5.       Why is it important to you to give your time to others?

Well, time--to me--is the great equalizer. We were all created with different talents and skills; we all come from different backgrounds and cultures, different beliefs, and priorities. We also come from various educations and socio-economic conditions. The one thing we all have in common, however, is that everyone is only given 24 hours each day. The differentiator is how we choose to use that time. I believe it is perhaps our most precious asset, can never be replenished or renewed - we can’t go to the mall and buy some more time. Because of this, I feel it is the most impactful way to show others you care. Without question there are many people that can benefit from our talents and treasure, but the lasting effect of just spending time with someone--a young child or an elderly person--never fades. It stays embedded in their hearts and minds forever. Sending a check, gift or flowers can create a smile, but soon after can fade or be forgotten. My sense is spending time with people, ignoring our phones for a stretch, really focusing on another person in need, and making them feel like they are the most important person in your life is the most important and impactful thing you can do for someone.


A Conversation with Jesse Hocker - Business Excellence, Consumer Engagement


What got you involved in stopping food waste?

Believe it or not, it was watching an episode of Last Week Tonight with John Oliver.  He did a fantastic show about the impact of food waste, the misconceptions around donating food and how easy it is to make a change.   It is definitely must-see television for anyone who is interested in getting involved.  His piece was well-written with staggering numbers and a really simple directive: Go do something about it! Luckily for me, I work in the industry for a great company and with amazing colleagues that are willing to be part of the solution!

How do you reduce food waste at home in your kitchen?

The secret is shopping at regular intervals and ALWAYS making a list.  I also look at my calendar to make certain that when I am traveling the refrigerator is bare.  Restaurants and organizations like Compass Group do a great job keeping their waste low because they are financially incentivized to do so.  They also have a ton of programs and resources in place to help them reduce waste.  The average shopper doesn’t realize how much food and money they are personally dumping into the local landfill.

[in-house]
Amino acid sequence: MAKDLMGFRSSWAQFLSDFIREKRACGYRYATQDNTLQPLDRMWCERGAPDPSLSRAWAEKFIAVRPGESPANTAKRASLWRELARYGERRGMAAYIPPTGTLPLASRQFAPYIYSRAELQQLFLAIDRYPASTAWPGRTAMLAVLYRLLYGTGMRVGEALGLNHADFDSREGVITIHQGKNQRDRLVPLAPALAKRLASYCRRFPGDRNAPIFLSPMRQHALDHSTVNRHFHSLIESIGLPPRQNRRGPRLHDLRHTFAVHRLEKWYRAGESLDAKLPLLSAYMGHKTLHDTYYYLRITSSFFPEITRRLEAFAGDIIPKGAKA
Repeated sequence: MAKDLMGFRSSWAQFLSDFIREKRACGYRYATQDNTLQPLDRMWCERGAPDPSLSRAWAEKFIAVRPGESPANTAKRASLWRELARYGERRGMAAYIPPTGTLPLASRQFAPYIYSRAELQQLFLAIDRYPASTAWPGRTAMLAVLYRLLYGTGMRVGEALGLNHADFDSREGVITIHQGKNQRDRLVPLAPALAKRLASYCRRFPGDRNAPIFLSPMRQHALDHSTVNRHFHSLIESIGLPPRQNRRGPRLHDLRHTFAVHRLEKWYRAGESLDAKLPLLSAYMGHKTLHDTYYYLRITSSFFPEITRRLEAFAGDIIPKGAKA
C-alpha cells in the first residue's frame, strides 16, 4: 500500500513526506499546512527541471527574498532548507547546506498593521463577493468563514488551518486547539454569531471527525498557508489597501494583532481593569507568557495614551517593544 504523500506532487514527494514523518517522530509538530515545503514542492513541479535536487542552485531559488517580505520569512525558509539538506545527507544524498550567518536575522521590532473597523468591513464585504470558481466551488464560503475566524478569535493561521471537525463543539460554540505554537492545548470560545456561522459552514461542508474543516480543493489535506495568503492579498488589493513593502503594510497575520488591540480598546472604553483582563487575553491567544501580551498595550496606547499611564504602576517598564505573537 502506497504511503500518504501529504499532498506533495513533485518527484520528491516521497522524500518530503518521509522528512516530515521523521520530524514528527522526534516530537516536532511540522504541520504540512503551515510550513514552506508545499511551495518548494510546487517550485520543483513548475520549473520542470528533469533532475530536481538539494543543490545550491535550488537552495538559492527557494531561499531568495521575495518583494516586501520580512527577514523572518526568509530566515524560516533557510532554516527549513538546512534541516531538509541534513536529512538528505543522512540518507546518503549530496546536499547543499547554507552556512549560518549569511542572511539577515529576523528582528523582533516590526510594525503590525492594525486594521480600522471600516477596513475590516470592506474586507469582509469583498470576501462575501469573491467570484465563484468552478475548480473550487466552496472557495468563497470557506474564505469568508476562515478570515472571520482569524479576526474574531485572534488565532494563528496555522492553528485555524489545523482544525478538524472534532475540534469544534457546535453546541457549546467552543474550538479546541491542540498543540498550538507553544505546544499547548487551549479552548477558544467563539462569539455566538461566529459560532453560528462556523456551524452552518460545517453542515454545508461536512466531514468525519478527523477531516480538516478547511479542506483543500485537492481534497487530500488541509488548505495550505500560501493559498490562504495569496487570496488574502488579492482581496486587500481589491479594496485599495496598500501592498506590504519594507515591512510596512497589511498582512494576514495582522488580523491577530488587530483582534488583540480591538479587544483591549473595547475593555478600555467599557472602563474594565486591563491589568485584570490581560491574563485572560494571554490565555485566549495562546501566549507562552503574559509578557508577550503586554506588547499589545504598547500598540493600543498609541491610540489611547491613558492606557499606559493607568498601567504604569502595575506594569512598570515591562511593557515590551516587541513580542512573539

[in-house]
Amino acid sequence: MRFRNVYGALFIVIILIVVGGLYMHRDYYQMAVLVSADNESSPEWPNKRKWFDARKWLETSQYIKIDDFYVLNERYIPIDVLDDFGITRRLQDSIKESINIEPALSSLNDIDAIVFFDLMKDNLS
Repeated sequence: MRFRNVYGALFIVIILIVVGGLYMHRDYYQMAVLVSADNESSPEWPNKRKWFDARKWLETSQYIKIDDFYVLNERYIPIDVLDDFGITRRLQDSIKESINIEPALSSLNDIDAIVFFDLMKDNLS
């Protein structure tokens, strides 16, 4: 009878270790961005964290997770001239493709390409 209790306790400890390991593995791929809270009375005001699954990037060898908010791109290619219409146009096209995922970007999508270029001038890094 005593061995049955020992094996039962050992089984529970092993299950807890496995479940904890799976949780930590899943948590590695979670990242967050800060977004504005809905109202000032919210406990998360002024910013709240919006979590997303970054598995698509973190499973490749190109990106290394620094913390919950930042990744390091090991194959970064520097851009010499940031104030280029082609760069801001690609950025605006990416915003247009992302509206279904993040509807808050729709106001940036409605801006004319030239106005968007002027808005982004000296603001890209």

What is one small change every person can make in their daily lives to make a big difference?

Honestly, do a Google search regarding food waste and look at the numbers.  The amount of resources wasted by the average home is shocking and broad reaching.  If you want to combat global warming, gas emissions, stop wasting water and other natural resources – Stop Wasting Food!

What is your favorite way to repurpose leftovers?

Really simple and delicious ways to get rid of leftovers are the classic breakfast omelets / frittatas.  Basically, take everything in your refrigerator, toss it in a skillet and add eggs.  It is really hard to mess up and always turns out fantastic.

5 Questions with Chef Trevett Hooper, Legume Bistro


1.       Using one ingredient/product that gets 100% utilization as an example, tell us how that ingredient travels through your kitchen, and the different places it ends up?

We use the cobs from fresh corn to make stock in the summer months. It has a great flavor and a natural sweetness that lends itself to many applications, especially vegetarian.  To make it, we just boil leftover corncobs from which the kernels have been removed--no other aromatics.